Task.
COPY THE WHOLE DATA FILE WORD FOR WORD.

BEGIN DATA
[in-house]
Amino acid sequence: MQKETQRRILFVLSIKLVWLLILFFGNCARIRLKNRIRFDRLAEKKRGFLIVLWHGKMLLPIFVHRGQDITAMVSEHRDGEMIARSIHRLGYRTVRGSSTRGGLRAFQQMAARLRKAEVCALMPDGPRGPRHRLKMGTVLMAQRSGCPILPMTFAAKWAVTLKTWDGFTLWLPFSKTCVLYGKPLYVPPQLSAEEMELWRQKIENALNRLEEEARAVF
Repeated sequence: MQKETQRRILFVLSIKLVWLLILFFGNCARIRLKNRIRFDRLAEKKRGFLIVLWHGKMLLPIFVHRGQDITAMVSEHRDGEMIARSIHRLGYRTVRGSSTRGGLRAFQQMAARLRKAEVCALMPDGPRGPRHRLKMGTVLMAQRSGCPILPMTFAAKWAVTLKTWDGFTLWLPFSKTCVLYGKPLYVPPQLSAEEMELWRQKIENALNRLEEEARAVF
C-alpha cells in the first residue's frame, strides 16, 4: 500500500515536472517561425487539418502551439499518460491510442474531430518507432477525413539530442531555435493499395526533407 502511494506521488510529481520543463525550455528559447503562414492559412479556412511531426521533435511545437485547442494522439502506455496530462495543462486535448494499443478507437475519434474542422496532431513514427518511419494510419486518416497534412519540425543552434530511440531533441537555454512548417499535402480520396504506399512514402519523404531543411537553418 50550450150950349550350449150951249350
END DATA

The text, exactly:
[in-house]
Amino acid sequence: MQKETQRRILFVLSIKLVWLLILFFGNCARIRLKNRIRFDRLAEKKRGFLIVLWHGKMLLPIFVHRGQDITAMVSEHRDGEMIARSIHRLGYRTVRGSSTRGGLRAFQQMAARLRKAEVCALMPDGPRGPRHRLKMGTVLMAQRSGCPILPMTFAAKWAVTLKTWDGFTLWLPFSKTCVLYGKPLYVPPQLSAEEMELWRQKIENALNRLEEEARAVF
Repeated sequence: MQKETQRRILFVLSIKLVWLLILFFGNCARIRLKNRIRFDRLAEKKRGFLIVLWHGKMLLPIFVHRGQDITAMVSEHRDGEMIARSIHRLGYRTVRGSSTRGGLRAFQQMAARLRKAEVCALMPDGPRGPRHRLKMGTVLMAQRSGCPILPMTFAAKWAVTLKTWDGFTLWLPFSKTCVLYGKPLYVPPQLSAEEMELWRQKIENALNRLEEEARAVF
C-alpha cells in the first residue's frame, strides 16, 4: 500500500515536472517561425487539418502551439499518460491510442474531430518507432477525413539530442531555435493499395526533407 502511494506521488510529481520543463525550455528559447503562414492559412479556412511531426521533435511545437485547442494522439502506455496530462495543462486535448494499443478507437475519434474542422496532431513514427518511419494510419486518416497534412519540425543552434530511440531533441537555454512548417499535402480520396504506399512514402519523404531543411537553418 50550450150950349550350449150951249350